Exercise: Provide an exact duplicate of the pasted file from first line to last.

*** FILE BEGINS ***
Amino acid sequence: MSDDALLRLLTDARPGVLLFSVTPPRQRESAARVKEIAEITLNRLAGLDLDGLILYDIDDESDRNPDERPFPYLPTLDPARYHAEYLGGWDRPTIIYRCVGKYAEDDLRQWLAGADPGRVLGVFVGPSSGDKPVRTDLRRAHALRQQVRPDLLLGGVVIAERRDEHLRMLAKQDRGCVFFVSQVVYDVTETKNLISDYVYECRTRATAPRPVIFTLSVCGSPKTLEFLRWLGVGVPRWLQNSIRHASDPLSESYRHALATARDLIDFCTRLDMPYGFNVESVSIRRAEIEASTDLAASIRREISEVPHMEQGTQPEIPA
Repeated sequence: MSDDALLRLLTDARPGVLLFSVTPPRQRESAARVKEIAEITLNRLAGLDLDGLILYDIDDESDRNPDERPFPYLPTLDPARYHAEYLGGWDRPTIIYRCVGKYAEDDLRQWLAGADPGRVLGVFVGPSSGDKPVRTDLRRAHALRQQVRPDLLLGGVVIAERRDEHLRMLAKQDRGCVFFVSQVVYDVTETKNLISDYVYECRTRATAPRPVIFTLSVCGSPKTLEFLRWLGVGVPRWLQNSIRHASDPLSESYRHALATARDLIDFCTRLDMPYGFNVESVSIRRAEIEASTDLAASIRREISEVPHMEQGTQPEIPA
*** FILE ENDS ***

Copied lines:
Amino acid sequence: MSDDALLRLLTDARPGVLLFSVTPPRQRESAARVKEIAEITLNRLAGLDLDGLILYDIDDESDRNPDERPFPYLPTLDPARYHAEYLGGWDRPTIIYRCVGKYAEDDLRQWLAGADPGRVLGVFVGPSSGDKPVRTDLRRAHALRQQVRPDLLLGGVVIAERRDEHLRMLAKQDRGCVFFVSQVVYDVTETKNLISDYVYECRTRATAPRPVIFTLSVCGSPKTLEFLRWLGVGVPRWLQNSIRHASDPLSESYRHALATARDLIDFCTRLDMPYGFNVESVSIRRAEIEASTDLAASIRREISEVPHMEQGTQPEIPA
Repeated sequence: MSDDALLRLLTDARPGVLLFSVTPPRQRESAARVKEIAEITLNRLAGLDLDGLILYDIDDESDRNPDERPFPYLPTLDPARYHAEYLGGWDRPTIIYRCVGKYAEDDLRQWLAGADPGRVLGVFVGPSSGDKPVRTDLRRAHALRQQVRPDLLLGGVVIAERRDEHLRMLAKQDRGCVFFVSQVVYDVTETKNLISDYVYECRTRATAPRPVIFTLSVCGSPKTLEFLRWLGVGVPRWLQNSIRHASDPLSESYRHALATARDLIDFCTRLDMPYGFNVESVSIRRAEIEASTDLAASIRREISEVPHMEQGTQPEIPA